Jason Lauve, who lives in Broomfield, was acquitted five years ago in Boulder of having too many pot plants.
Jason Lauve, who lives in Broomfield, was acquitted five years ago in Boulder of having too many pot plants. (Hyoung Chang, The Denver Post)

BROOMFIELD — Exactly five years ago, a beaming Jason Lauve rolled out of the Boulder County Justice Center in his wheelchair, balancing on his lap an assortment of marijuana that had just been returned to him by sheriff's deputies.

A jury minutes earlier had acquitted Lauve — a victim of a debilitating back injury after a snowboarder plowed into him five years earlier — of possessing excessive amounts of medical marijuana.

In the years since Lauve left the courthouse a vindicated man Aug. 6, 2009, the marijuana landscape in Colorado has shifted dramatically — most notably with the legalization of recreational pot in 2012. But many look back on Lauve's trial as a defining moment in the still-evolving world of cannabis use and regulation.

"That case got us in part to where we are today," said Rob Corry, the Denver marijuana advocacy attorney who defended Lauve.

The 2006 acquittal of Gunnison resident Ryan Margenauon felony charges of possessing pot without a medical marijuana card preceded Lauve's trial. But Corry said the latter case was far higher-profile and had greater policy impacts.

"It was significant because it caused a lot of prosecutors to ask why they were taking these cases and wasting taxpayer money," he said.

One of the prosecutors who began to loudly question the wisdom of pot prosecutions was Boulder County District Attorney Stan Garnett, whose office had charged Lauve.


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"It was a pivotal case for me," Garnett said. "It pointed out what juries thought about marijuana possession — which wasn't much."

He said the case also made it plain to him that the possession limits spelled out in Amendment 20, the medical marijuana initiative passed by Colorado voters in 2000, couldn't be enforced effectively given the defense's successful argument at trial that the law allowed a patient to have as much pot as was "medically necessary."

Police had found 34 ounces of marijuana and more than 30 pot plants — far more than the 2 ounces of usable pot and six plants permitted by the statute — in Lauve's Louisville home.

In September 2009, Garnett announced that marijuana possession cases would become the lowest priority prosecution for his office. The next month, he dismissed charges against a Nederland medical marijuana patient who faced felony charges for having 50 pot plants.

Garnett said his office hasn't prosecuted a minor pot possession case since Lauve was acquitted.

"A lot of things contributed to getting where we are today, and clearly the Lauve case was a part of that," he said.

Lauve, who now lives in Broomfield, likened his case to the first few pieces of mortar being chiseled out of the Berlin Wall before it fell in 1989.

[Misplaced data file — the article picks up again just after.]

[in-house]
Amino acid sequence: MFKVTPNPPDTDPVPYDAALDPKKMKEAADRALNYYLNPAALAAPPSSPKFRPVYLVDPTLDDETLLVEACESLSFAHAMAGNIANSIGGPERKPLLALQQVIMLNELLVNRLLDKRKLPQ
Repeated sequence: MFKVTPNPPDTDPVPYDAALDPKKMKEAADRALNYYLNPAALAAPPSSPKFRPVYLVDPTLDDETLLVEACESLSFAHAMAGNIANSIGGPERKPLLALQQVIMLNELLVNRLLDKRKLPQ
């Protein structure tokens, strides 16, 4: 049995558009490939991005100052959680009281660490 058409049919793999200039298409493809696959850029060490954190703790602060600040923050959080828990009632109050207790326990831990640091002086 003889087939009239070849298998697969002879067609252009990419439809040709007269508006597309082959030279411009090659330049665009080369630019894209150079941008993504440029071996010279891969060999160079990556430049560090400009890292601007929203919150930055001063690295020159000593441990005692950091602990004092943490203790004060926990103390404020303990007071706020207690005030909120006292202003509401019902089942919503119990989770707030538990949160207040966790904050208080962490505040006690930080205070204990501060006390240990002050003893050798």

"It was a hole in the armor (of marijuana law enforcement)," he said. "The two sides could now communicate; it was no longer polar opposites on this."

After he was found not guilty, Lauve said he began receiving calls from patients, attorneys and dispensary owners throughout Colorado.

"They said 'Thank you for standing up,' " said Lauve, who still uses forearm crutches to get around. "'How did you do it? Can I see your case?' I felt empowered. It showed me we can defend our rights."

Elisa Kappelmann, owner of Southern Colorado Medical Marijuana in Colorado Springs, said Lauve inspired her to fight when she was charged with two felonies after police raided her grow house in 2010.

Police said Kappelmann was growing far more plants than state law allowed. But a jury in 2012 found her not guilty after Corry, her attorney, argued that the "medically necessary" element in the state's medical marijuana law applied to the case.

"The Lauve case was a breakthrough because before that if you were going to court, you were going to jail," Kappelmann said. "The stigma is so great with marijuana that law enforcement thinks it can run over you. Jason came down and encouraged me to fight."

Lauve, who went on to publish a medical marijuana magazine and now consults for the burgeoning industrial hemp industry, said much work remains to be done in the field of cannabis legalization. There are still district attorneys taking on medical marijuana patients, he said, and the industry struggles under the dual conflict of being legal statewide yet illicit at the federal level.

But those challenges, he said, don't diminish the accomplishments made in the pot legalization movement since he nearly collapsed in a Boulder courtroom five years ago after hearing his not guilty verdict.

"This has happened faster, better and bigger than I could have imagined," Lauve said.

John Aguilar: 303-954-1695, jaguilar@denverpost.com or twitter.com/abuvthefold